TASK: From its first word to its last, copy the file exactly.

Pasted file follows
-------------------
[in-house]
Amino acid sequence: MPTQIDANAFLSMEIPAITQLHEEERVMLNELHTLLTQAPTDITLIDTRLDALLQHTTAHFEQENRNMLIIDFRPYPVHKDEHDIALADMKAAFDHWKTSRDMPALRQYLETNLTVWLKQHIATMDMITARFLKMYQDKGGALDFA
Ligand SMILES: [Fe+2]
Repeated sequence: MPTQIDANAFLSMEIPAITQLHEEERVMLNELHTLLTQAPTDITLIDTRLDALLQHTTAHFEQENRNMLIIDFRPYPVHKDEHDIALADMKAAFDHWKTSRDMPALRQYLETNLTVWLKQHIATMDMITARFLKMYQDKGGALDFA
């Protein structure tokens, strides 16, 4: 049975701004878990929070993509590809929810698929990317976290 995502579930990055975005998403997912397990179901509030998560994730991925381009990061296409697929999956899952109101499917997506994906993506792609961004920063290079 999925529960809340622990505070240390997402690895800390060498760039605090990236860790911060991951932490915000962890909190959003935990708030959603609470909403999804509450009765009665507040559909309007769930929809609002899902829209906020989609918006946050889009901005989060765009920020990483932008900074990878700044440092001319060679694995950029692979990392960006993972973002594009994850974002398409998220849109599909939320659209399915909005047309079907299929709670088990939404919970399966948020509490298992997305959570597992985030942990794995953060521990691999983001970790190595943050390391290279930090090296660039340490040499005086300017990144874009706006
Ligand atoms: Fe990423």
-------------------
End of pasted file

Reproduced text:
[in-house]
Amino acid sequence: MPTQIDANAFLSMEIPAITQLHEEERVMLNELHTLLTQAPTDITLIDTRLDALLQHTTAHFEQENRNMLIIDFRPYPVHKDEHDIALADMKAAFDHWKTSRDMPALRQYLETNLTVWLKQHIATMDMITARFLKMYQDKGGALDFA
Ligand SMILES: [Fe+2]
Repeated sequence: MPTQIDANAFLSMEIPAITQLHEEERVMLNELHTLLTQAPTDITLIDTRLDALLQHTTAHFEQENRNMLIIDFRPYPVHKDEHDIALADMKAAFDHWKTSRDMPALRQYLETNLTVWLKQHIATMDMITARFLKMYQDKGGALDFA
């Protein structure tokens, strides 16, 4: 049975701004878990929070993509590809929810698929990317976290 995502579930990055975005998403997912397990179901509030998560994730991925381009990061296409697929999956899952109101499917997506994906993506792609961004920063290079 999925529960809340622990505070240390997402690895800390060498760039605090990236860790911060991951932490915000962890909190959003935990708030959603609470909403999804509450009765009665507040559909309007769930929809609002899902829209906020989609918006946050889009901005989060765009920020990483932008900074990878700044440092001319060679694995950029692979990392960006993972973002594009994850974002398409998220849109599909939320659209399915909005047309079907299929709670088990939404919970399966948020509490298992997305959570597992985030942990794995953060521990691999983001970790190595943050390391290279930090090296660039340490040499005086300017990144874009706006
Ligand atoms: Fe990423």